If you don't need your bottles for something else just box it all up, tuck it away somewhere, and forget about it. I've done that with a few of mine that were less than ideal, some darn right bad, that after forgetting about were quite good 4-6 months later.
Fermenting in the upper ranges can certainly lend a fair amount of off flavors, but if left on some yeast, even the small amount in the bottle, it can mellow out quite well. There is a threshold though, some bad beer is never going to come around... but you don't know that until you wait.
You're right about your beer fermenting warmer than ambient temperature. That is caused by the heat generated by the fermentation process. These last few batches that I have done, because it is winter, have begun in my basement at around 60 degrees ambient temp. After fermentation gets under way I'm well into the mid 60s on the inside of the carboy. As the whole thing begins to peter out 72-96 hours later, I move the carboy to a basement closet with a small heater to boost that temp up to the high 60s. I have found that if I leave the carboy in the basement floor at 60 degrees the temp will drop back down to ambient temp as fermentation slows and I risk having the yeast begin to floc out before they have had a chance to clean up the off flavors, and at worst, under attenuate the beer.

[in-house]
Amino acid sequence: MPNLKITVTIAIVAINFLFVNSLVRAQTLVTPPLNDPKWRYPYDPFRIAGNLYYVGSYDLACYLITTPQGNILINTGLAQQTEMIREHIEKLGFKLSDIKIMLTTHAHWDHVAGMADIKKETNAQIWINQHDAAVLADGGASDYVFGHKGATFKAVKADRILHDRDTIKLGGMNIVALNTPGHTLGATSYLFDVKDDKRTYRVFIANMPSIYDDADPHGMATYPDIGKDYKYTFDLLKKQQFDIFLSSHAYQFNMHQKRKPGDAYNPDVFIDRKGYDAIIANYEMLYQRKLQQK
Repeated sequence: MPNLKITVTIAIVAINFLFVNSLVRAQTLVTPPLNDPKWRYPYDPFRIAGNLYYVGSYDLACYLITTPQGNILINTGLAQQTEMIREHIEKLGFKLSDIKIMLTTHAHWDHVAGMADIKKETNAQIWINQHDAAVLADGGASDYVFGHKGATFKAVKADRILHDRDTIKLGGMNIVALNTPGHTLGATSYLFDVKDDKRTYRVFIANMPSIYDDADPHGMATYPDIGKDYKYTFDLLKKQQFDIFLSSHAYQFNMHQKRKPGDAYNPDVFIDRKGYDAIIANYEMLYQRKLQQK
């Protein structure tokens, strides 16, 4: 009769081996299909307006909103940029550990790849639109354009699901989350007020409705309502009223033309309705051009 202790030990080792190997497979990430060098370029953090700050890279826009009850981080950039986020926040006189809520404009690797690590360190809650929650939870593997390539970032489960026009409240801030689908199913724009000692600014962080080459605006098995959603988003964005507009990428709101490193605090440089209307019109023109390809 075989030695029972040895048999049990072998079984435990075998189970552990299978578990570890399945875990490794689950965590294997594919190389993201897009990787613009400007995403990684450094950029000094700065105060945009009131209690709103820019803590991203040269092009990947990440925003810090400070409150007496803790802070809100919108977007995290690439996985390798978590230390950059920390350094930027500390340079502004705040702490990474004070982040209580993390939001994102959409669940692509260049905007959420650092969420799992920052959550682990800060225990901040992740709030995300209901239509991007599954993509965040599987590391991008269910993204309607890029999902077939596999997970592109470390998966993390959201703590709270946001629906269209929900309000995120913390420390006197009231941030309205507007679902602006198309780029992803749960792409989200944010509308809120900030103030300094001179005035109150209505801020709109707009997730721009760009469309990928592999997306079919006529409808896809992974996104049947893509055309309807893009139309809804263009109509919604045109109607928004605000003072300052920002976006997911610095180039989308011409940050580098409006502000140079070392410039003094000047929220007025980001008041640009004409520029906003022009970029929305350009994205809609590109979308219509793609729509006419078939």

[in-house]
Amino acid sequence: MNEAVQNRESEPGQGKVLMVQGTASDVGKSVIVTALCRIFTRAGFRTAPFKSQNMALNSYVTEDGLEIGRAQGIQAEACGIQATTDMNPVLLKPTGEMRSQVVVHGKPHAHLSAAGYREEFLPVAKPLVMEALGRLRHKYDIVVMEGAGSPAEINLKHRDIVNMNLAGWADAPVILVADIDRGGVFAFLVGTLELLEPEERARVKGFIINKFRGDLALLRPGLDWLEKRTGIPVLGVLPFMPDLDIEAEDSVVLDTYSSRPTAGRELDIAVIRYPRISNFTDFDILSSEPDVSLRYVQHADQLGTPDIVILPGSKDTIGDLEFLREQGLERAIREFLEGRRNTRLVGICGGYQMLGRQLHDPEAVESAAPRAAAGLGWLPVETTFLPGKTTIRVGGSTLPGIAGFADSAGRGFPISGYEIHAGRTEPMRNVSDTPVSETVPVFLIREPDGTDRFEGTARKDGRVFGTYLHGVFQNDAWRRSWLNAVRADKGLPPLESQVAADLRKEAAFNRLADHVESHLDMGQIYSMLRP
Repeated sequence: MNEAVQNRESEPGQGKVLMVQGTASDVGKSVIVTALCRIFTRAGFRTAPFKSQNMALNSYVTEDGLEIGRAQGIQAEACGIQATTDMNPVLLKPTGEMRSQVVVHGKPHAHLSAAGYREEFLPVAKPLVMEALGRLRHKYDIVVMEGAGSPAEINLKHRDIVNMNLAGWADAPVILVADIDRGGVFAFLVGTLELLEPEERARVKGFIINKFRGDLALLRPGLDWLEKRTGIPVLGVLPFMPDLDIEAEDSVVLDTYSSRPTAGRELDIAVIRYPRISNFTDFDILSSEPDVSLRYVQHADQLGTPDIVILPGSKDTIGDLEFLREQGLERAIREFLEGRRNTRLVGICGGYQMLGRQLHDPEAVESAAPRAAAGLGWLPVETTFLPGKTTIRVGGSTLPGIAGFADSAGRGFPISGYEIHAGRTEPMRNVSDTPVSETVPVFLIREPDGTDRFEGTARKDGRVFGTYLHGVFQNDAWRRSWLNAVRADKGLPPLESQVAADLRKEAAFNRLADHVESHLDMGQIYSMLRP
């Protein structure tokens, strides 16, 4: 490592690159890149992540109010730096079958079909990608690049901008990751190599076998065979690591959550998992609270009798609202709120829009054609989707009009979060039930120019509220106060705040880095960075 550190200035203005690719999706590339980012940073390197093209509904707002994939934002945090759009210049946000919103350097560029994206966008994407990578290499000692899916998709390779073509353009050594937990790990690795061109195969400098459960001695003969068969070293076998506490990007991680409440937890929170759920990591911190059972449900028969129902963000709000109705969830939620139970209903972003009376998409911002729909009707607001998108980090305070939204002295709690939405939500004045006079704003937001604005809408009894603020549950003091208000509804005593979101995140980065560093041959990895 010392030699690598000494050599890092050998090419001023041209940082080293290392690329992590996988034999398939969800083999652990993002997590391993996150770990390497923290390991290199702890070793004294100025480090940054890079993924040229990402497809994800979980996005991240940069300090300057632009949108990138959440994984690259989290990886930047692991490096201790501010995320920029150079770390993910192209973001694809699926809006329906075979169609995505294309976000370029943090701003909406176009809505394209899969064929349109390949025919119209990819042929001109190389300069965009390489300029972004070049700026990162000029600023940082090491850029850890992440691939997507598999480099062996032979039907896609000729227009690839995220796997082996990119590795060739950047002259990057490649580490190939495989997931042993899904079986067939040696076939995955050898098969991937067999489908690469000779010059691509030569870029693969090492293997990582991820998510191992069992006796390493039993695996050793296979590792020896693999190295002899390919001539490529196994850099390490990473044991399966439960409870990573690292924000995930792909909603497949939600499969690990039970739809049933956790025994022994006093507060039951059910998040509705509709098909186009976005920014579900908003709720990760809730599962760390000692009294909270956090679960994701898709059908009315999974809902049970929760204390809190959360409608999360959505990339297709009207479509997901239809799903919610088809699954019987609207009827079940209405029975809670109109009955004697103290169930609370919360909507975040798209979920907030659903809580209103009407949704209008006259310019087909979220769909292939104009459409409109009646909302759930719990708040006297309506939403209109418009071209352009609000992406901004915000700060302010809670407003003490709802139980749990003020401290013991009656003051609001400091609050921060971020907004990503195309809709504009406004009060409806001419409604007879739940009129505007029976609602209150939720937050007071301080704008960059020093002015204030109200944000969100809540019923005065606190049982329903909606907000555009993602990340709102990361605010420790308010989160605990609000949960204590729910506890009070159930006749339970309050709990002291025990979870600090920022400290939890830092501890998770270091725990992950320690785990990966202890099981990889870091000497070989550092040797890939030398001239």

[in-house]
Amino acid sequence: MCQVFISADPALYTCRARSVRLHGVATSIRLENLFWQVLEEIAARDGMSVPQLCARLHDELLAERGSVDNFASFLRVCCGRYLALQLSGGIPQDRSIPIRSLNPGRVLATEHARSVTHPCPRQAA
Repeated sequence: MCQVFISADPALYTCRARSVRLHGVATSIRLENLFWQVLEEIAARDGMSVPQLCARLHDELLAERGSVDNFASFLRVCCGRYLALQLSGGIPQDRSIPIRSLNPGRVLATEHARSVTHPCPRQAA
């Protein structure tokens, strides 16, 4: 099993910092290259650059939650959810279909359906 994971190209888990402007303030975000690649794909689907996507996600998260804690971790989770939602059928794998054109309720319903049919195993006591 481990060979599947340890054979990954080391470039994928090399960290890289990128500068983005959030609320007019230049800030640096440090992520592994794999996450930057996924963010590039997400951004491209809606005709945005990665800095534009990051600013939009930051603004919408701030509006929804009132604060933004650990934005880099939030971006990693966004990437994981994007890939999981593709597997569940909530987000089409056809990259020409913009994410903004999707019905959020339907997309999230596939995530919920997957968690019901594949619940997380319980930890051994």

I need to get a brew belt and another temp controller and go ahead and automate this procedure, but for now my low rent manual temp control is getting the job done...
Just make sure to start cool and finish warm, rather than starting warm and finishing cool.
My 2 cents... Finish reading "How to Brew" and give the first batch another month or two. Hey, that rhymes...
Kegged: BCS American Pale Ale, Blonde Ale
Primary: BCS American Pale Ale
Bottled: Janet's Brown Ale, Dry Stout, Irish Red Ale, Apfelwein
Gone:American Pale Ale, Irish Red Ale, Dry Stout, West Coast Red
Long Gone: Too much